Review by Daz Gale
You can always rely on the Almeida Theatre in Islington to provide some top quality theatre, but they have really upped the ante of late following their genius revival of Spring Awakening. That completely sold out run might seem like a tough act to follow - undeterred, they present to us a revival of Eugène Ionesco's The Chairs.
First written in 1952, The Chairs is an absurdist tragic farce centred on a married couple, known only as "Old Man" and "Old Woman" preparing to host an evening for guests where they reveal their message to the world. The original script has been revised and updated somewhat including a new ending that may prove divisive to purists.
Our Old Man and Woman are played by Marcello Magni and Kathryn Hunter respectively - a real married couple which barely scratches the surface with how meta The Chairs can be at times. With undeniable chemistry (which you would hope from a married couple) they remain on the stage for practically the entirety of the first 90 minutes of the play (apart from when they're running to get more chairs obviously) and manage to keep the audience captivated with brilliant portrayals of their pretty weird, exaggerated and unconventional characters. Kathryn is particularly fabulous, channelling eccentricity as she swishes her dress around and bursts into song randomly. Their guests are all invisible (Don't you hate when that happens?) so a lot of their conversations are left open to interpretation as we obviously only ever hear one side of the chat.
The pair are joined by a third on stage as Toby Sedgwick plays "Speaker" though is more commonly seen as their suffering stage manager who has to hand them props, remind them of props and get caught in the crossfire when it all goes inevitably wrong. He is left alone on stage for a lengthy monologue at the shows close completely abandoning any pretence about a fourth wall (which had long been disregarded) where he explains what should have happened, harking back to the original ending, as everything around him descends into chaos.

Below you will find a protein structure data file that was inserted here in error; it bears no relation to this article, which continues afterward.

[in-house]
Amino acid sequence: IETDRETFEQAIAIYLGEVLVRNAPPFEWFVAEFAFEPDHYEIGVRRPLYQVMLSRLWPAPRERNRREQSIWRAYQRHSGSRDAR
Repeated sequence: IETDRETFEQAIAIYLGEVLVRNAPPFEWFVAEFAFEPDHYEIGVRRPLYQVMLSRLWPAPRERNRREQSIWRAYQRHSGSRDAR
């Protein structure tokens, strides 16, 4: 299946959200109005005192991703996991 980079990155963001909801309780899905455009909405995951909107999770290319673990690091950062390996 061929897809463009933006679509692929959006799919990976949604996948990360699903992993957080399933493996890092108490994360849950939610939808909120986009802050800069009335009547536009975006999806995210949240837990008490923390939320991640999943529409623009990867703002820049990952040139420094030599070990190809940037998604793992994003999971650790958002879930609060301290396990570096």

If you think a barren stage with only chairs filling the space sounds dull, you would be amazed at what they do with them here. The cast show what can be achieved with chairs, chairs and more chairs. In fact, there is so much chairography littering the show, it makes the same in Come From Away look simple in comparison. Inspired direction by Omar Elerian and design from Cécile Trémolières and Naomi Kuyck-Cohen keeps the action entertaining no matter how minimalistic it might appear.
The jewel in the crown of The Chairs is its script. Clever and unexpected rhyming patter makes it an interesting watch while slapstick and farcical moments ensure the comic relief is never far away, starting from before the cast even step out on stage due to a brilliant touch of their hilarious backstage conversation being played out to the audience. While it is played for laughs, the piece carries a deeper message with themes about the meaning of life and the legacy each person leaves behind ensuring even the silliest of moments is masking a deeper element.
With knowing winks to the audience, The Chairs enjoys taking itself out of the moment and looking back on the unfolding action alongside the audience. Breaking down the barrier between audience and cast allowed an immersive experience which helped me believe I was on one of those empty chairs... even if I didn't fully understand what was going on. Is the world ending? What exactly is the message? When exactly IS this set considering the updated references? Answers to these questions never come, and that doesn't matter. Its charm is in the unknown and how we as the audience can fill in the gaps with our own imaginations.
Unashamedly weird at times and slightly uncomfortable at others, The Chairs is a fantastic piece of theatre thanks to its clever and funny writing, brilliant staging and a trio of incredible performers. A play about the complexities of humanity, it may prove divisive given the changes to this new production but I for one loved it and consider it yet another triumph for the Almeida's continuinally impressive catalogue.
The Chairs plays at Almeida Theatre until March 5th. Tickets from almeida.co.uk
Photos by Helen Murray